|Major Groups > Gilled Mushrooms > Dark-Spored > Cortinarius > Cortinarius rubripes|
by Michael Kuo
The fiery orange base of this hardwood-loving Cortinarius is quite distinctive, separating it from the hordes of dull, boring members of subgenus Telamonia. Like other Telamonias it is "hygrophanous"--the term in Mycologese for a cap that is moist at first, but soon begins to dry out and change color markedly. When young the cap has purple shades that create an appealing contrast to the orange stem base--but by maturity it becomes more or less dingy cinnamon brown.
Ecology: Mycorrhizal with hardwoods, especially oaks; growing alone, scattered, or gregariously; summer and fall; possibly widely distributed in North America (versions of the species, at any rate, are recorded from eastern North America and from California).
Cap: 2.5-12 cm; convex, becoming broadly convex, flat, or broadly bell-shaped; moist becoming dry; smooth or silky; purplish cinnamon at first, changing to reddish brown or cinnamon brown as it dries out.
Gills: Attached to the stem; fairly well spaced; pale or pale purplish when young, becoming cinnamon to rusty; covered by a cortina when young.
Stem: 3-9 cm long; 0.5-2.5 cm thick at the apex; somewhat swollen at the base; dry or moist; smooth or finely silky; pale purplish to brownish, with a fiery orange or bright to brick red base; basal mycelium also brightly colored; sometimes with a rusty ring zone.
Flesh: Whitish or dingy brownish.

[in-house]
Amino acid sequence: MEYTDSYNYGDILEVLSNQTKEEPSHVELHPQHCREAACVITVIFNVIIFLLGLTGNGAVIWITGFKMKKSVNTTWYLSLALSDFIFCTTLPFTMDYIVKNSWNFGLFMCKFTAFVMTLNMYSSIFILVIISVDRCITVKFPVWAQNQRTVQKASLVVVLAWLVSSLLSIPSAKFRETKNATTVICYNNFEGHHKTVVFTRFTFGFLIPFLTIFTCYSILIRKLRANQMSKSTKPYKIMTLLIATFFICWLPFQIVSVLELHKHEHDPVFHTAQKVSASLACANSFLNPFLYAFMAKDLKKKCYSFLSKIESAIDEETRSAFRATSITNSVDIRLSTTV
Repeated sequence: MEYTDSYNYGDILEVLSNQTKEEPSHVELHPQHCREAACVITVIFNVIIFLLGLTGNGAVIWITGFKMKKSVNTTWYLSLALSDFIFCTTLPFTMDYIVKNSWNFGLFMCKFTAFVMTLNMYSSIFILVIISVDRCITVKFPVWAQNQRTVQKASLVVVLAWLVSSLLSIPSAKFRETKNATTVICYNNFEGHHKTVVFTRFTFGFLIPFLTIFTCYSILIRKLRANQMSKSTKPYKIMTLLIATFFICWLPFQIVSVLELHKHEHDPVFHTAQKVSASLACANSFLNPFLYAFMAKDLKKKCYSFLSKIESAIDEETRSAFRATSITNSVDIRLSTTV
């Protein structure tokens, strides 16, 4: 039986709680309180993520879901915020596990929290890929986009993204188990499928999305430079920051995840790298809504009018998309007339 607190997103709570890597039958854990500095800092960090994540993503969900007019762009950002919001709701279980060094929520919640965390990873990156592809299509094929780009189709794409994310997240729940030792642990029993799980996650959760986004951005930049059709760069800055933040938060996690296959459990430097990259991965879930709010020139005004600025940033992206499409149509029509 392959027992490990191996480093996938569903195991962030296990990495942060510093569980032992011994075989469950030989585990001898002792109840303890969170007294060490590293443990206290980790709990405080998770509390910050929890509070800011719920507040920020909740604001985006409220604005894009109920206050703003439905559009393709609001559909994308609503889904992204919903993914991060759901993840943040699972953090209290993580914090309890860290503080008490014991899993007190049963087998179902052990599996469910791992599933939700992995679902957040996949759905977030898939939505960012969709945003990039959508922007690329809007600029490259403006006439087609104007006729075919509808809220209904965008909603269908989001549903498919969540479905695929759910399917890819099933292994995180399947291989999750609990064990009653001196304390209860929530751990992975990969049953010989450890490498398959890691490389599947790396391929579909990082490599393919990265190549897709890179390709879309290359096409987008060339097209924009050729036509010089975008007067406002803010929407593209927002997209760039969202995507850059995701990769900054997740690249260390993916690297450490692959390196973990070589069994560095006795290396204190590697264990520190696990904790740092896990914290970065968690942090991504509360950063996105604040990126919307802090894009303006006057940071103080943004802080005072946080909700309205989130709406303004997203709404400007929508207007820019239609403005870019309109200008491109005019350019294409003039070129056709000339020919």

Odor: Fragrant, or not distinctive.
Chemical Reactions: KOH gray to purplish on cap surface; instantly dark blue to dark purple on orange surfaces.
Spore Print: Rusty brown.
Microscopic Features: Spores 7-10 x 4-5.5 µ; ellipsoid, often with one subfusoid end; weakly to moderately roughened; orangish brown in KOH. Cheilo- and pleurocystidia absent. Pileipellis a cutis.
REFERENCES: Kauffman, 1906. (Kauffman, 1906; Peck, 1906; Kauffman, 1918; Kauffman, 1932; Smith, Smith & Weber, 1979; Arora, 1986; Kuo & Methven, 2010.) Herb. Kuo 08240205, 08270213, 07230801.
Cortinarius bulliardii is a similar European species.
I have cited Kauffman (1906) as the authority for the name Cortinarius rubripes, but Peck's 1906 publication of the same name is a potential competitor. Although my understanding of such things is incomplete, it appears to me that someone in a position of taxonomic authority needs to figure out which 1906 publication was published first. Kauffman (1932) confidently lists Peck's name as a synonym of his own species--although he was less sure in a previous publication (1918) that the mushrooms described by the two authors did indeed represent the same species. Neither MycoBank nor Index Fungorum mentions the Kauffman publication--but this is probably because Peck's publications are incorporated into these databases, while Kauffman's are not entirely incorporated.
Cite this page as:
Kuo, M. (2011, December). Cortinarius rubripes. Retrieved from the MushroomExpert.Com Web site: http://www.mushroomexpert.com/cortinarius_rubripes.html